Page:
Reflections and self-inquiry are such powerful ways into our inner world. The key to an enriching reflection is curiosity. When we discover something we deem negative or bad about ourselves, many of us immediately start judging ourselves for it. If we anticipate that judgment may come up, we can notice it without engaging in it, and then observe it with curiosity. Keep this in mind when you do this exercise.
This reflection exercise is best when done in writing so you can save it and come back to it when you have time to be present with yourself. When you write things down, it forces you to be specific and clear about what it is that you’re thinking and it helps release it from your mind.
While doing this reflection, you might be tempted to bypass any negative thoughts, feelings, and behaviors because you don’t want to “put it in the universe.” Not acknowledging something that is there, is not going to solve it - it will stay dormant and will be affecting you without you being aware of it.
When going through the last section of “what would you like to believe instead?” write down as many new thoughts/beliefs as you’d like. Don’t be concerned with it not being realistic, but allow yourself to think of empowering, fulfilling, and powerful thoughts you haven’t had before. Take your time and really embody the feeling that the new belief would give you.
You can journal on the last section every day. Having a morning routine that grounds you and setting an intention for yourself acts as fuel for the rest of your day. Don’t underestimate the power of small daily habits. You can fuel yourself each morning by writing down the new thoughts and bringing forth the feelings that go along with them.
No matter how much we know within our minds that other people’s opinions of us do not matter, and what truly matters is only how we see ourselves, it is much more difficult to embody this notion with confidence and own it as truth.
When we feel a strong desire to pursue and do something that goes against a deep-seated self-image and identity, we usually say: “what will people think, that’s not how they know me,” or “I’ve never done that before,” or “they’ve never seen me in that role.” All that means is: “I need to behave in a way that’s familiar to others, and if I don’t, I’m afraid they will judge me.”
When we feel stuck in an identity and behaviors that are constricting due to what others may think or say, it’s because we feel as though we must preserve the (perceived) image they have of us. We feel compelled to continue being who others think we are, based on how we behaved in the past. And oftentimes, we give into that lie. But it is not our responsibility to keep being the same person we once were to keep others comfortable. Our responsibility is to become who we were meant to become – and a big part of that includes shedding old beliefs and doing what we’ve never done before.
What gets in the way of change?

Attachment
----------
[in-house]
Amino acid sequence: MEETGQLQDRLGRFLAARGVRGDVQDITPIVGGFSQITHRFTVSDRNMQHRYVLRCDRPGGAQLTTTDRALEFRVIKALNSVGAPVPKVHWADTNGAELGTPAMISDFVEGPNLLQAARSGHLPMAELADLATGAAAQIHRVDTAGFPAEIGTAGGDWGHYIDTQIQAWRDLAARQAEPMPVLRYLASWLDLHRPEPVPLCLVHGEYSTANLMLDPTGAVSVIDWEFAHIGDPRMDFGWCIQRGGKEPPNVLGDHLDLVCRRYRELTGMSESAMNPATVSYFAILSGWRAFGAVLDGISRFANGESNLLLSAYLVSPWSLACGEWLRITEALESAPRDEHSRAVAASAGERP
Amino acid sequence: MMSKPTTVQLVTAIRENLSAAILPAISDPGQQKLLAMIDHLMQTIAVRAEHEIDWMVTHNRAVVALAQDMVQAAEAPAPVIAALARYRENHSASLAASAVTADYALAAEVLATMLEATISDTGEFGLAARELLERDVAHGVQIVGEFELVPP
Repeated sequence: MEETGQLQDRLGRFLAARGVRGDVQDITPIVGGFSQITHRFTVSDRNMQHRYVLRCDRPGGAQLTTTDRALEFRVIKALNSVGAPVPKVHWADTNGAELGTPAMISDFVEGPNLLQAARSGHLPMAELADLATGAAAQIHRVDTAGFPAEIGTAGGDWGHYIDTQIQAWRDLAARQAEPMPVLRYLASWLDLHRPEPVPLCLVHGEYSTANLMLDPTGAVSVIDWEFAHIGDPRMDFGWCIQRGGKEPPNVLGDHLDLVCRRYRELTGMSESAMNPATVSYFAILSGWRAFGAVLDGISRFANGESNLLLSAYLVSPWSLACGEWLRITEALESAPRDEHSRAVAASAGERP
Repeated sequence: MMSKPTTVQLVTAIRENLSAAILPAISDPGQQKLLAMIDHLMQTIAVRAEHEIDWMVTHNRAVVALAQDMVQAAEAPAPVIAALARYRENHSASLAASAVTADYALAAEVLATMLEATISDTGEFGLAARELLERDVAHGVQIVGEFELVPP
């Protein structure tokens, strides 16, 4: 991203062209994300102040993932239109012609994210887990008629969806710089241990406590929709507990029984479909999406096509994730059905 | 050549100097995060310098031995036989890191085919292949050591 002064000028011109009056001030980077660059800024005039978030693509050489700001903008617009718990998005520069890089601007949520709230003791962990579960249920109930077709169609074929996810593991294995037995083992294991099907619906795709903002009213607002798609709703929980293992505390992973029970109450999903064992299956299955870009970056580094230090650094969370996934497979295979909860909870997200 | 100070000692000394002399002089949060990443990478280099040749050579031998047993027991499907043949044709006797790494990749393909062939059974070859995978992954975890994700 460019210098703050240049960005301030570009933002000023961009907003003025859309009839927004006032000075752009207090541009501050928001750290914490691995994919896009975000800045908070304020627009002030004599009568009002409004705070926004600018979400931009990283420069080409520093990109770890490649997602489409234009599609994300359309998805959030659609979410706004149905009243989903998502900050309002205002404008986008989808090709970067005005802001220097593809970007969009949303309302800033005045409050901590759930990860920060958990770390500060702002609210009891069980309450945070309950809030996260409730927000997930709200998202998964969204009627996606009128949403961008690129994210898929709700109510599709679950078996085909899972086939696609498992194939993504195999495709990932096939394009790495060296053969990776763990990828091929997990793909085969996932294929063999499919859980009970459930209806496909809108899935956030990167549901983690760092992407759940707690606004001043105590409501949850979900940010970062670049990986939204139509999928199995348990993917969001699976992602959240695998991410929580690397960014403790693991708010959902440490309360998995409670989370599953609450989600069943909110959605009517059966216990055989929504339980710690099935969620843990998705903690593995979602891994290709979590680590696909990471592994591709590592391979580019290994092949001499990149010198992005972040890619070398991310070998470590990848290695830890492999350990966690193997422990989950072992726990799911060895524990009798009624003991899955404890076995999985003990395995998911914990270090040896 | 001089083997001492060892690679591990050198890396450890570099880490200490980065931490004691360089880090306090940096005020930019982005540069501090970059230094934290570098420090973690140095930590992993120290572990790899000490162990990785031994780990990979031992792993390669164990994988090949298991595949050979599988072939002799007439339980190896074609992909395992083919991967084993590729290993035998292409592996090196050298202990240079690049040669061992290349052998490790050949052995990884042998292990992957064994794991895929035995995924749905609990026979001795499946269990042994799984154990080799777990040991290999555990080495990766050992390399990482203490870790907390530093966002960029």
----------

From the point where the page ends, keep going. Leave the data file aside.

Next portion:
You know how to be your old self really well as you’ve done it your whole life. Even though that old self is constantly engaging in hurtful behaviors, even though it’s continuously criticizing everything you do, even though it’s blaming everyone else for its fate, even though it is anxious and full of fear, and even though it allows itself to be treated poorly…You just know really well how to be that old self.
With the new identity that’s trying to emerge, there comes a lot of fear. It’s as if you are leaving a cocoon of comfort and safety to become a butterfly. But what you are afraid of is just a feeling. That’s right – a feeling. You are afraid of what it will feel like if you were to be judged, criticized, or given an opinion you don’t like. The only result is an uncomfortable feeling. Remember that, your power is in feeling and acknowledging the discomfort without allowing it to decide for you.
What to focus on instead?
Even though you know how to be this old self, there is something new seeking expression. You may notice snippets or an unfamiliar identity that’s dying to emerge. It comes in daydreams, imaginations, fantasies, desires, thoughts. Perhaps it’s a bit uncertain and shy, and maybe you don’t allow yourself to entertain it for too long. But it keeps coming up and you can’t help but wonder “what if this could be possible, what if I can actually do this, what if I pursue this seriously, what if I bet on myself, what if I trust myself for the first time, what if I go against who I’m expected to be, what if I invest in myself, what if I don’t have to keep doing the same thing just because I’ve always done it…”
When you find yourself in a predicament in which you notice yourself making decisions based on what you think people will think or say, it is important to challenge those beliefs instead of taking them as facts. If you believe these thoughts, you are more likely to choose the most comfortable action (non-action) to appease the discomfort and keep yourself in complacency. Acknowledging fear is important, but if you allow it to decide for you, you will never do anything new again.
Here are some questions and thoughts to ponder.
To stand in self-trust and power of doing what feels right to you and to not give into the opinions of others takes continuous work against deeply engrained beliefs. It takes trust that it may be time for change and that an identity you held onto for so long feels too tight and constricting. It takes continuous self-permission to allow the expression of the new identity. The best thing about this is that you don’t need to create a new identity, you simply allow it to express itself.
Always remember that people who truly matter and want to see you happy and successful will always support you doing something wonderful, enriching, and purposeful for yourself.